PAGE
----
Good to know about not rushing through weaning! They are drinking the fox valley 20/50 well, so I already ordered more to never run out of because shipping takes at least a week for stuff to get here. I have also seen them with the blocks and some vegetables, so that sense, I think we're doing well.

    Squirrel Nut

    Quote Originally Posted by Mel1959 View Post
    Donít be in a hurry to wean your babies off formula. Let them do it when theyíre ready. Weaning will happen when they begin to consume more solid foods. The formula is your guarantee that they are getting good nutrition. Also, itís best to avoid nuts until they are in a release cage. Nuts are counterproductive to good nutrition. Many squirrels will also stash nuts and become aggressive over their stashes.

    As for the fur loss. Have you given the squirrel a bath to be sure all the dried formula is off her? You can use a mild baby soap on her just be sure you dry her well and keep her warm. After every milk feeding itís imperative that you wash any milk off their fur immediately. If youíre not getting all the milk off after every feeding it could explain why the fur loss seems to be spreading.

    Try rubbing some coconut oil into the skin and surrounding fur. Coconut oil will help protect the skin and has anti-fungal properties. It wonít harm them if they ingest it. I also think it encourages hair growth, but thatís my opinion.

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    Default Re: LOSS OF FUR IN NECK EXTENDING TO CHEST 9 WEEK OLD SQUIRREL

    Hi Squirrel Nut:
    I have been very busy with work this past few days and have had minimal time to stay in touch on TSB. Mel has provided some very good advice! In regard to diet and weaning; weaning is a process, not a moment's decision! Weaning itself is where use of formula is discontinued and the baby is is given other food instead this should never be abrupt and should be controlled by the Squirrel and only facilitated by you! Before weaning can be successful, the baby must be eating blocks! You are giving Henry Healthy Blocks (HHB) and that is a fine choice. Other quality blocks such as Envigo 2018 or Mazuri Rat and Mouse Diet are excellent choices as well. The baby should be eating the blocks and should NOT be getting any other solid food beside the blocks until you can be certain that they have accepted the blocks into there dietary intake along with the formula. In my opinion, the babies should be observed to be eating Blocks regularly for at least a week before any of the Healthy Vegetables are offered. It also needs to be pointed out that HHB are never to be free-fed. Free feeding is where the blocks are placed in the cage and the Squirrel is free to eat as much as desired. Envigo and Mazuri blocks can be free-fed. Henry's must be limited to usually 2 block and never more than 3. Two HHB which Henry's cuts to ensure that two will weigh approximately 10 grams will actually provide ALL of the necessary nutrional requirements including vitamins and enough Calcium to prevent development of Metabolic Bone Disease! The only thing that HHB does not provide is enough actual "bulk" to satisfy hunger! Remember that two HHB weighs only 10 grams! That is primarily where the addition of the Healthy Vegetables is really a necessity. For Squirrels destined for soft-release, my suggestion would be never give any of the fruits and especially no nuts until as Mel has stated, possibly occasionally and only when they are in the release cage. If you "break down" and give fruits or worse yet nuts before the baby has convincingly accepted the blocks and is readily eating them, you will most likely need to resort to "tough love" to get them back to eating the Blocks. Regardless, the fruits and nuts should be offered rarely and in the form of a treat and NEVER free-fed!.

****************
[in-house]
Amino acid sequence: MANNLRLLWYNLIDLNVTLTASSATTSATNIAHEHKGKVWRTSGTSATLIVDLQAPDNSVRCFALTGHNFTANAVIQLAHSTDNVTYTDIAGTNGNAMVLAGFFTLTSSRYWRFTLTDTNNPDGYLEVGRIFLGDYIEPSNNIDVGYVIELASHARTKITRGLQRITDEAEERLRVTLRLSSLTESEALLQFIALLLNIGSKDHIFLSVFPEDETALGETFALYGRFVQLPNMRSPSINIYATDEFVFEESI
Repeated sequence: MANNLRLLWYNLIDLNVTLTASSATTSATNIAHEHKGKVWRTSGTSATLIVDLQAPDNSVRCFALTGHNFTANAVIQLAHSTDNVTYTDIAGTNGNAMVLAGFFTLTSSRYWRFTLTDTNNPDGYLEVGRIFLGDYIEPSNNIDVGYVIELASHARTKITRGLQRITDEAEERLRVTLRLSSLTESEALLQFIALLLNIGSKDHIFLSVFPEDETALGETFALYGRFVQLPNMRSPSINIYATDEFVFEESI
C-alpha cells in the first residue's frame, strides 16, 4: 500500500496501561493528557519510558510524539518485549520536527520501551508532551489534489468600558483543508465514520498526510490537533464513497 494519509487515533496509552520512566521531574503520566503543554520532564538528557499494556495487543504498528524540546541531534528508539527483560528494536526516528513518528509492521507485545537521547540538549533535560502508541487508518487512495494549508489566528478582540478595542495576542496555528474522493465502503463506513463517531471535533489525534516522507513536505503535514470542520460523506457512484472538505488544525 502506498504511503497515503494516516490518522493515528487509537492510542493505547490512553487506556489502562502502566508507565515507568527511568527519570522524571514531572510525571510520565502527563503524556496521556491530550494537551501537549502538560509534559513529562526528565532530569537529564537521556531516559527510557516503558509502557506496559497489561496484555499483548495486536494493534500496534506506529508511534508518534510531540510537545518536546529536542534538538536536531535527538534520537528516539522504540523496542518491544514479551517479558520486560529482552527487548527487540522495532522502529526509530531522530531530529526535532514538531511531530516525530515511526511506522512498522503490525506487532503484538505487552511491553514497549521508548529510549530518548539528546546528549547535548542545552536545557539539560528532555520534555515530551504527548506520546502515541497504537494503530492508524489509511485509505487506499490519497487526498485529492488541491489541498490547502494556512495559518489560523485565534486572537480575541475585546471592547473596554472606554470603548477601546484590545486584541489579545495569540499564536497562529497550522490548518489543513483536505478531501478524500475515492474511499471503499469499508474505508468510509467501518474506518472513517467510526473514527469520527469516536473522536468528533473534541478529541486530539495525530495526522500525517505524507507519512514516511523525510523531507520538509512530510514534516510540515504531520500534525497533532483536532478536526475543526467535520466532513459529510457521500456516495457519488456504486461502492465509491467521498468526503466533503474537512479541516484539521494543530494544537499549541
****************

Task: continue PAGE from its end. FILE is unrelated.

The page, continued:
During this time, usually around 6 weeks, a source clean pure (nothing added to the water) needs to be made available. Usually this is a high quality water bottle that must be maintained and determined to be operational on a daily basis! I use 2 water bottles in each cage to minimize the likelihood of a malfunction resulting in deprivation of water. During weaning (which is again a protracted process facilitated by you but controlled by the Squirrel) the baby is still getting fluid with the formula. The Squirrel will eventually stop taking formula but it often takes 4 months or more for this to occur. Even after the Squirrel has apparently abandoned the formula, it should still be offered for another week or so as some little ones change the minds or decide to opt for some additional formula here and there and the added fluids and nutrition are still valuable.

    Another thing to begin once the Squirrel reaches 6 weeks is transition to a larger cage. Well, there is the "stuff" in a "nutshell!"